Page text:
As the Biden administration commences its four-year opportunity to deliver campaign promises this week, many Americans are optimistic about the prospects of immigration reform. In fact, President-elect Biden is poised to unveil a plan for an 8-year path to citizenship on his first day in office, alongside a growing list of executive orders and issues the administrations will tackle. Biden’s plans for immigration reform will soon cross paths with a new caravan of immigrants making its way from Central America to the U.S. southern border. In the meantime, the passage of immigration reform will follow a less certain path in a polarized Congress and it will only reach victory if it remains a priority for the Biden administration and if Democrats can garner bipartisan support.
“Biden’s plans for immigration reform will soon cross paths with a new caravan of immigrants making its way from Central America to the U.S. southern border.”
Immigration reform is not new to American politics. Since the landmark Immigration Reform and Control Act (IRCA) passed under President Reagan in 1986, lawmakers from both sides of the aisle have pursued immigration reform. The most notable successes have included the creation of the deportation machine under President Clinton and hundreds of miles of fence along the southern border under President Bush, while the most notable failures include amnesty and expansionist immigration policies. Increasingly, the Democratic Party is associated with expansionist immigration policies but the party has been unable to actually deliver on any relief bill. For example, in 2010, President Obama failed to deliver on the DREAM Act after coming five votes short in the Senate at a time when Democrats controlled all branches of government. In 2013, the so-called “Gang of Eight” failed to deliver on a bipartisan omnibus bill that included amnesty and border enforcement. However, Obama’s administration was successful in shaping immigration policy without passing legislation. Namely, executive action created the DACA program, the militarization of the Southern Border, and record-breaking deportations. In all, executive policy under President Obama was used to reward the narrative of immigrant exceptionalism by providing relief to college students and to punish other immigrants who were not politically attractive. Similarly, President Trump used executive action to curtail Congress and establish a travel ban, his zero tolerance policy and the construction of hundreds of miles of his wall along the southern border. In 2021, Democrats have less bipartisan support, smaller margins in the House and a Senate that is split down the middle to accomplish immigration reform through legislation.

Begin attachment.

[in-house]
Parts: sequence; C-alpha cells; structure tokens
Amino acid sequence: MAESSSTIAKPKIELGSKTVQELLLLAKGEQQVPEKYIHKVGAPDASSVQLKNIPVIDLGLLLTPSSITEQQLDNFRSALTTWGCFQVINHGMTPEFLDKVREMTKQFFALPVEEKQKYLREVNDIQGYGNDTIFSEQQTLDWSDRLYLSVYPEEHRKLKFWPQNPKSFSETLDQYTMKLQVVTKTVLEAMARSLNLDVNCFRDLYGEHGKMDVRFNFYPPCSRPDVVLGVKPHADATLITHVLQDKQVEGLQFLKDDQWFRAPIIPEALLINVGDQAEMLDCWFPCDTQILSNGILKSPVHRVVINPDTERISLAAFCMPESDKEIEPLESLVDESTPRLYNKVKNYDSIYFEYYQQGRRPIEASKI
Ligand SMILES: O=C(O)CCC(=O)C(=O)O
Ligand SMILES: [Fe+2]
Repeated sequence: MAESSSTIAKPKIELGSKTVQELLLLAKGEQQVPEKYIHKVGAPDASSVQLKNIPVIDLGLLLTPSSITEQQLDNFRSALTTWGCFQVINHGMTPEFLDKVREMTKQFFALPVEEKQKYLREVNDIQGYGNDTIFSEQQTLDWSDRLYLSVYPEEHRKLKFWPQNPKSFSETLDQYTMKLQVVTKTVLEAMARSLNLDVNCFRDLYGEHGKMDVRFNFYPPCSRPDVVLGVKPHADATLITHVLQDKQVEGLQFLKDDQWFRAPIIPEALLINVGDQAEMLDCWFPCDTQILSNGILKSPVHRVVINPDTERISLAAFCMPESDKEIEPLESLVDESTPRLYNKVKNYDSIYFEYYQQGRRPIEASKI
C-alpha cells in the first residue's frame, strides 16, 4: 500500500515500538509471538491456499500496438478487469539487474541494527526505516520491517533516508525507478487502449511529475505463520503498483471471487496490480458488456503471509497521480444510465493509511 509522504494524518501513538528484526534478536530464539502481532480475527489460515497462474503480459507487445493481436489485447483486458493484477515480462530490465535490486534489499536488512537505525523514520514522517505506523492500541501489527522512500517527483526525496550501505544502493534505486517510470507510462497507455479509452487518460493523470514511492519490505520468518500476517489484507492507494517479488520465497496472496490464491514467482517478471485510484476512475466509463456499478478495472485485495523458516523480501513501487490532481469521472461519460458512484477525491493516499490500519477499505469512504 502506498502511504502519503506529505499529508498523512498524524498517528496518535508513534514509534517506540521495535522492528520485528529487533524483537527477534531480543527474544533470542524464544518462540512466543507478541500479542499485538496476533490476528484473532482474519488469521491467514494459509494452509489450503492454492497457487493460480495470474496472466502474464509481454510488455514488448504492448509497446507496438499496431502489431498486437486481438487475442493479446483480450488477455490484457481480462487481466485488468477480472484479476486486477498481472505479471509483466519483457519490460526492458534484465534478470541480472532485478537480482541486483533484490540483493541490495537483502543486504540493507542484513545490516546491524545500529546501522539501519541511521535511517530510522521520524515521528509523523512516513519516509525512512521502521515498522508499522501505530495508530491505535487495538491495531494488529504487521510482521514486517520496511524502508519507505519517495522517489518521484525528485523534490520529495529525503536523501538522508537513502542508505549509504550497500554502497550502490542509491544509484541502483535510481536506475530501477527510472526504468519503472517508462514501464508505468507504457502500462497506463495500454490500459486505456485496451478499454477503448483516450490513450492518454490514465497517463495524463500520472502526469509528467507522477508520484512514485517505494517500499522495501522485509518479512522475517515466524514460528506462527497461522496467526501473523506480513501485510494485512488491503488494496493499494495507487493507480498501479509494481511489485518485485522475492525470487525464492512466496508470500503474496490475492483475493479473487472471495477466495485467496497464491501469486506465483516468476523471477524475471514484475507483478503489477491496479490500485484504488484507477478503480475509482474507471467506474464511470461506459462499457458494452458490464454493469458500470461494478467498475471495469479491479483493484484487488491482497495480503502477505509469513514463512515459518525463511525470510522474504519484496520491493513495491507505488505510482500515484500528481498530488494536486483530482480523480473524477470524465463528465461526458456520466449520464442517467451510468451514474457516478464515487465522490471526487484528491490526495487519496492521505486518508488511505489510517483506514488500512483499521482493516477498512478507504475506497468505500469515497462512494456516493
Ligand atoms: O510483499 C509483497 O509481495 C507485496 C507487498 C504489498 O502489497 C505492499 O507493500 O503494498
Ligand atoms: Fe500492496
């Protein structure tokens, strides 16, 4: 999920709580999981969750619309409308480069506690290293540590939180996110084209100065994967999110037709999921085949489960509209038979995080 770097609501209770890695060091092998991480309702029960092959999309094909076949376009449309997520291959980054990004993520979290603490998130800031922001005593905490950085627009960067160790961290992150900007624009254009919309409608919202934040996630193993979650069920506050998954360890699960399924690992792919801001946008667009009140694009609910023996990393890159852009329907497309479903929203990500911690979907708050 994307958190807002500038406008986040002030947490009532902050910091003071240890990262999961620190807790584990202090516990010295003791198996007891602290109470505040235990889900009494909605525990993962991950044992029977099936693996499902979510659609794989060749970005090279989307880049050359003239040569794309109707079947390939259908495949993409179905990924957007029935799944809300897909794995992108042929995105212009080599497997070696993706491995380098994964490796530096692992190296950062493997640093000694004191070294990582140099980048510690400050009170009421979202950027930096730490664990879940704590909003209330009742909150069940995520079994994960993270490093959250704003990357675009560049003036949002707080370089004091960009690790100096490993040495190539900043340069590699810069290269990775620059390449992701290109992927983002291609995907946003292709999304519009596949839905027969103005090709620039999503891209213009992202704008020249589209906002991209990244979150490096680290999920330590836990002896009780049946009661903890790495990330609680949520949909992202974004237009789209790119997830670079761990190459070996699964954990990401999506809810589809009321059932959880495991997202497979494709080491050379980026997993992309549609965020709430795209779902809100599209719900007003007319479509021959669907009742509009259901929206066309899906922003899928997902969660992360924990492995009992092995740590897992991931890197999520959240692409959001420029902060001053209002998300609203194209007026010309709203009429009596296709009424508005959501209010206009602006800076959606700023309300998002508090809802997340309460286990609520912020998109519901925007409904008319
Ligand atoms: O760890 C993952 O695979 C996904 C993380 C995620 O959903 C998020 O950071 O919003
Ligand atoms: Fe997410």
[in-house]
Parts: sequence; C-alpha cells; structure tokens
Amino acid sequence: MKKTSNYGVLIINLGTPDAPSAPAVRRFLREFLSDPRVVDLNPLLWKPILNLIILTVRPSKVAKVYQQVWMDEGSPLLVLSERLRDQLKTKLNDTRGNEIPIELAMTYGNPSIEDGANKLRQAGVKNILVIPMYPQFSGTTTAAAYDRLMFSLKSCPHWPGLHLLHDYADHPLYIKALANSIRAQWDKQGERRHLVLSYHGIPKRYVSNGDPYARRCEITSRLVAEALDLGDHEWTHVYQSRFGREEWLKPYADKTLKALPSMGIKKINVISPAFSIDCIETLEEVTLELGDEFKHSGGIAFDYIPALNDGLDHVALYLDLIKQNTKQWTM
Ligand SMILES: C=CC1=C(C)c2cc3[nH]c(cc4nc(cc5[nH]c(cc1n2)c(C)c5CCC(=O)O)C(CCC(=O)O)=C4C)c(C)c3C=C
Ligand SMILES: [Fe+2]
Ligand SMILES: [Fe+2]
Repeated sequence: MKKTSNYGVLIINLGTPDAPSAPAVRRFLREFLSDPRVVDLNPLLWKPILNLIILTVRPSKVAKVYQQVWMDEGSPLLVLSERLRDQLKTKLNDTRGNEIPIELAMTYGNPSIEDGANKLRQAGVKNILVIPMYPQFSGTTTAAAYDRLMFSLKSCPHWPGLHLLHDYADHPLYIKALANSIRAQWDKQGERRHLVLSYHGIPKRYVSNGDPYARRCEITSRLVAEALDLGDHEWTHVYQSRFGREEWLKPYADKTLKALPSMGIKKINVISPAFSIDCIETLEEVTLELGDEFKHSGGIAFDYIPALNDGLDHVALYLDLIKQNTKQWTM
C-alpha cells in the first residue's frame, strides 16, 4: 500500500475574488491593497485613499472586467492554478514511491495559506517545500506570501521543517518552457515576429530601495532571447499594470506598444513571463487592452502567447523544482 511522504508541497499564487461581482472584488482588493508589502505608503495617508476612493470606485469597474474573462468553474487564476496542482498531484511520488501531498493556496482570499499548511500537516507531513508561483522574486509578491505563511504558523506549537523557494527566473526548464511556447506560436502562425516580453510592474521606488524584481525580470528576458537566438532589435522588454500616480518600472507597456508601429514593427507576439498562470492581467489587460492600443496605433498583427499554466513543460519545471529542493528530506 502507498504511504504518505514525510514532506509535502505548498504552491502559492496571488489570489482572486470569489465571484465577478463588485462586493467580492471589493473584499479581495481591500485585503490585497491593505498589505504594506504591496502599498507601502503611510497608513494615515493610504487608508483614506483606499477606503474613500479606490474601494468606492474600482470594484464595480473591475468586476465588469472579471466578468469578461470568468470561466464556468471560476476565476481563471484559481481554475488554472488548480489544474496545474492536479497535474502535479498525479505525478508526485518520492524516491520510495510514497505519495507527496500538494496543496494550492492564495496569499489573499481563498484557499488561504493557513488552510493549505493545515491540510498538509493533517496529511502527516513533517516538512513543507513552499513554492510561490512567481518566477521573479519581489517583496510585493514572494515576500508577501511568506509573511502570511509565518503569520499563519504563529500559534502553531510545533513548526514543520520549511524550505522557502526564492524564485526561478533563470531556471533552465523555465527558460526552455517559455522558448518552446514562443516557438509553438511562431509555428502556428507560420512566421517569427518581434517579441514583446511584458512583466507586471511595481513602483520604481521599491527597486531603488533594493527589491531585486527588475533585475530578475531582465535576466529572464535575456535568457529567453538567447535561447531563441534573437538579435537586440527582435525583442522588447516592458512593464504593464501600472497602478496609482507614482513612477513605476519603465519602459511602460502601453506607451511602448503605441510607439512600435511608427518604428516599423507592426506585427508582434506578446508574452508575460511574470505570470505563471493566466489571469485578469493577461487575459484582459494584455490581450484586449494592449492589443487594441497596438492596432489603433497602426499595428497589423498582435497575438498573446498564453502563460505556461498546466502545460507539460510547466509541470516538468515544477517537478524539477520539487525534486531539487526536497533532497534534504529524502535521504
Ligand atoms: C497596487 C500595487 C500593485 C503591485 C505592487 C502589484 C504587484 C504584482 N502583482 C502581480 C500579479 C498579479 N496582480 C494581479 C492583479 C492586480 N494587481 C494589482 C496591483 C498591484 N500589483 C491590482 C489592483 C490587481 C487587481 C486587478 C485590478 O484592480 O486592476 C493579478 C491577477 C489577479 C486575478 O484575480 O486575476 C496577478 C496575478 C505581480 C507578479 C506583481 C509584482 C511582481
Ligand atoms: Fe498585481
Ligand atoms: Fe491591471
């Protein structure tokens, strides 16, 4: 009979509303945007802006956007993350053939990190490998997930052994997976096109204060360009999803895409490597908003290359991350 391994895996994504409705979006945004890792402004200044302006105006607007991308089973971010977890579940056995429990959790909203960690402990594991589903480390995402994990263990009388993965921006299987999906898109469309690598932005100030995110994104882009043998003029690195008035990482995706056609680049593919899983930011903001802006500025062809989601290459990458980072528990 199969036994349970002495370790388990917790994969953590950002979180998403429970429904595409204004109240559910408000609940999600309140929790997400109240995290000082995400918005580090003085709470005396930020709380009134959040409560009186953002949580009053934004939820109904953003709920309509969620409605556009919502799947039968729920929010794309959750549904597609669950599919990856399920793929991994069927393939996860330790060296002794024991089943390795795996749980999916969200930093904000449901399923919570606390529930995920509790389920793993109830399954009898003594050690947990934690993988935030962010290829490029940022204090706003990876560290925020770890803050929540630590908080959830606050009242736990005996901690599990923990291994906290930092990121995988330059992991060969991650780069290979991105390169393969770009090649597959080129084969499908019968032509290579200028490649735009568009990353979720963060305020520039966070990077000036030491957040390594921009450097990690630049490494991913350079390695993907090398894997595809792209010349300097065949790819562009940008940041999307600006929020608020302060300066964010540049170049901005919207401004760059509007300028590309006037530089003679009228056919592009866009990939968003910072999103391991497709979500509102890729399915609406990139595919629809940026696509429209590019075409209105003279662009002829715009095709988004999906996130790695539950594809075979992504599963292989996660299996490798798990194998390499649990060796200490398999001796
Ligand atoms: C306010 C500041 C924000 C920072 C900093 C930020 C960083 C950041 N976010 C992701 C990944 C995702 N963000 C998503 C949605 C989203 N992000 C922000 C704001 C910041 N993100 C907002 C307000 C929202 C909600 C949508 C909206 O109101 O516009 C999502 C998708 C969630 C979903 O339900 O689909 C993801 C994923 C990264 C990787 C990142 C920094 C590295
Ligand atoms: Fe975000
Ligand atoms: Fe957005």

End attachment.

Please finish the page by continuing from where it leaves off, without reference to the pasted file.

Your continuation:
The prospects of achieving immigration reform are even more worrying when considering the plethora of issues the Biden administration has committed to address such as mass inoculation, infrastructure and healthcare. It is very possible that an immigration reform bill will be sacrificed in order to pass a healthcare or COVID relief bill – all of which are pressing issues. However, immigration is also a pressing issue that can be integrated into the larger framework of the Biden administration’s Build Back Better agenda, which seeks to modernize the country. The current immigration system is far from modern and functional – with a backlog of 1 million cases–and creates a burden for Americans and prospective immigrants alike. This is a unique moment in history for the Biden administration to work with Congress in a bipartisan approach to modernize an immigration system that is still largely based on the Immigration and Nationality Act of 1965.
“The current immigration system is far from modern and functional – with a backlog of 1 million cases–and creates a burden for Americans and prospective immigrants alike. This is a unique moment in history for the Biden administration to work with Congress in a bipartisan approach to modernize an immigration system that is still largely based on the Immigration and Nationality Act of 1965.”
Even if President-elect Biden prioritizes immigration, his administration will need to gain support and votes from Republicans to pass immigration reform in a divided Congress. As the DREAM Act failure has shown, it is not enough to have a unified government to pass legislation and the IRCA success has shown that with the right approach it is possible to win the other side of the aisle. Most recently, some Republican lawmakers have shown willingness to look beyond partisan politics and join Democrats in efforts such as impeachment. If Republican lawmakers can be courted to vote against their party they can also be courted to vote in favor of an immigration reform bill that includes amnesty, a feat that has notably only been achieved by Republicans and under the unique circumstances of divided government.
President-elect Biden’s promise to deliver immigration reform will test his ability to work with Republicans and to keep his party unified. If he is truly committed to the cause and able to compromise, then Congress will be closer to passing legislation that is long overdue. If Biden fails to do both, then he will likely resort to issuing executive actions and continue a tradition that delivers few benefits for the American people.